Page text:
Action Method Online

Action Method Online by Behance

I recenlty discovered a project management system called the Action Method by Behance, a company that designs organizational products for creative professionals. The Action Method is an organizational methodology, similar to the popular GTD (Getting Things Done) methodology created by David Allen. Since I am not a user of the GTD method, check out this informative review at comparing the Action Method to GTD. Behance offers a line of paper products for offline use away from the computer (I recently purchased this nifty journal for notetaking), a cloud-based web application called Action Method Online (AMO), and an iPhone app for mobile use.

For the past couple of years, I've been using two applications to help stay organized:  a task management app called Things by Cultured Code and journaling app called MacJournal by Mariner Software.  One of the first things that caught my eye about AMO is that it essentially combines these two functionalities into one unified system, which is appealing. Although Things allows you to attach notes to a specific task, you can not create text entries associated with a project.

But the most striking thing about AMO that makes it so appealing is the design:  it is simple, elegant and functional, and ultimately very intuitive. Behance seems to have put a lot of careful thought into the optimal way to represent the multifaceted structure of project data. Projects are intrinsically hierarchical:  project area > project > task. For a given project, you can accumulate various types of information in the form of notes, links, and attachments. There is also a temporal/historical element: tasks have due dates and projects have milestones. Finally, there is a social or team component: projects can be shared by multiple people, each of whom can delegate tasks to (or accept tasks from) others on the team.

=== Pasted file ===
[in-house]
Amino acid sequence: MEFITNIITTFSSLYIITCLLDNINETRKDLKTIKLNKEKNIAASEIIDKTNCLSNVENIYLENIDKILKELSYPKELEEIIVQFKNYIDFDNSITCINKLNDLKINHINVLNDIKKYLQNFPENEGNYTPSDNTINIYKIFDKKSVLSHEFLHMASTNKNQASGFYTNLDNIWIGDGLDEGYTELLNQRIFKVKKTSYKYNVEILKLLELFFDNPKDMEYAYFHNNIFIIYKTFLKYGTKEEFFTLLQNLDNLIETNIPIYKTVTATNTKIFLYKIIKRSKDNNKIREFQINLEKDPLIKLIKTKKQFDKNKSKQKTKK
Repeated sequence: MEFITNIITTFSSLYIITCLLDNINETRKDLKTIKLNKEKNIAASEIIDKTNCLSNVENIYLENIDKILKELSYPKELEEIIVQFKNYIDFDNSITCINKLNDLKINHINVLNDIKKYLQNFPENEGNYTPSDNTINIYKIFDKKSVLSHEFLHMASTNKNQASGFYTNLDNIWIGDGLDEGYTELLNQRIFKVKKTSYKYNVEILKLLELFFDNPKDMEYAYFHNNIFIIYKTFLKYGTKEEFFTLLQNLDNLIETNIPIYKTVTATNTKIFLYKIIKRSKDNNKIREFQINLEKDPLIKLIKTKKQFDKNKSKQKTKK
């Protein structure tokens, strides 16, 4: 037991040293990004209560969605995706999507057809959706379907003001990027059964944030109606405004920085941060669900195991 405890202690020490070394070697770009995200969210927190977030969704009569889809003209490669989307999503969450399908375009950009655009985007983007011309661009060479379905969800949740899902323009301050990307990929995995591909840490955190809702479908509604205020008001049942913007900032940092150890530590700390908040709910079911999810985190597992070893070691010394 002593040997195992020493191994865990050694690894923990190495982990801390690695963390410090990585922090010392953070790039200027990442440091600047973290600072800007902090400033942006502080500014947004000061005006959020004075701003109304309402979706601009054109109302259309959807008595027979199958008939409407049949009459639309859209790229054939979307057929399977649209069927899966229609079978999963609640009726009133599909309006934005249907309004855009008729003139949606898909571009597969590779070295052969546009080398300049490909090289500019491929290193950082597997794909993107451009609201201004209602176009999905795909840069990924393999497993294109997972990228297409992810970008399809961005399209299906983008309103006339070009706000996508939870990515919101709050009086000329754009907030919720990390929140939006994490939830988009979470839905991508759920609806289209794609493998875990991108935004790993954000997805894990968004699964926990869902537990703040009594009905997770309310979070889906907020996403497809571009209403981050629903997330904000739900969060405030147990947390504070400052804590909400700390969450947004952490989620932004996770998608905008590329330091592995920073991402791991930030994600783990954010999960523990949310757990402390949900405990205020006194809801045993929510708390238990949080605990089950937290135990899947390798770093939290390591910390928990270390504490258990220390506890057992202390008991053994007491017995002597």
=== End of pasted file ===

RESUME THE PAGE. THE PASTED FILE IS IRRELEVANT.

All four of these key functional axes are represented in an intuitive and elegant fashion in AMO, allowing for several different canonical viewing modes/perspectives that slice and filter the relational project data in distinct ways, such as filtering by project area or project or viewing tasks by due date, or viewing all documents for a given project area or project, etc. 

So far, I've been using AMO for about two weeks and find it to be an overall improvement of over my previous approach of using Things + MacJournal. The service is not free, however, and I decided to try it for a month at the $12/mo rate. I very likely will commit to this service and sign up for a year at $99.

That said, AMO is not without its flaws. The service is cloud-based, which overall I find preferable to apps like Things, which are tied to a specific computer. If I'm at work, for example, and think of a home project task, I can log on and add it easily. On the other hand, there is not an offline mode, as in some popular information aggregating apps like Evernote, which uses a master/slave synch approach to the cloud. To compensate for that, they offer a line of paper products to use when away from the internet, but I would prefer an offline mode.  Also, although they do offer a method of backing up your data, I find it rather clumsy in its current form of downloading a flat file in the form of a Microsoft Excel spreadsheet or an HTML document. 

Another complaint I have is that the text editor for composing notes or journal entries is in a fairly elementary state at the moment. For example, tabbing is not recognized, and there is no spell correction, which I desparately need. I might also add that I will not be abandoning my use of MacJournal for capturing my more stream-of-consciousness and brainstorming type thoughts.

But all in all, so far I'm happy with the overall functionality and experience, and recommend it to anyone looking to change up their project management routine.